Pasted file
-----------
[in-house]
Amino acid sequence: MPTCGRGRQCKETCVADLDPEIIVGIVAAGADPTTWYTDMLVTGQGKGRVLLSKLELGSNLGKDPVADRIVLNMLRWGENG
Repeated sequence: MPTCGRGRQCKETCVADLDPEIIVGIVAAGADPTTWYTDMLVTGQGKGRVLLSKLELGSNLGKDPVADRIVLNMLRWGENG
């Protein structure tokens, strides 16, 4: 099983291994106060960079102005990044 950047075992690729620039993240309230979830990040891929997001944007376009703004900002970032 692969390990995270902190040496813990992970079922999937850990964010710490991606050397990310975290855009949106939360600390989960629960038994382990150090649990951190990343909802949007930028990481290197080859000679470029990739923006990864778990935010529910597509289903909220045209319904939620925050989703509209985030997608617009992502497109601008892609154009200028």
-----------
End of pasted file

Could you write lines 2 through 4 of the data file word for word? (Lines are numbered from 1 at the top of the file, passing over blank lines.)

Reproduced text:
Amino acid sequence: MPTCGRGRQCKETCVADLDPEIIVGIVAAGADPTTWYTDMLVTGQGKGRVLLSKLELGSNLGKDPVADRIVLNMLRWGENG
Repeated sequence: MPTCGRGRQCKETCVADLDPEIIVGIVAAGADPTTWYTDMLVTGQGKGRVLLSKLELGSNLGKDPVADRIVLNMLRWGENG
């Protein structure tokens, strides 16, 4: 099983291994106060960079102005990044 950047075992690729620039993240309230979830990040891929997001944007376009703004900002970032 692969390990995270902190040496813990992970079922999937850990964010710490991606050397990310975290855009949106939360600390989960629960038994382990150090649990951190990343909802949007930028990481290197080859000679470029990739923006990864778990935010529910597509289903909220045209319904939620925050989703509209985030997608617009992502497109601008892609154009200028």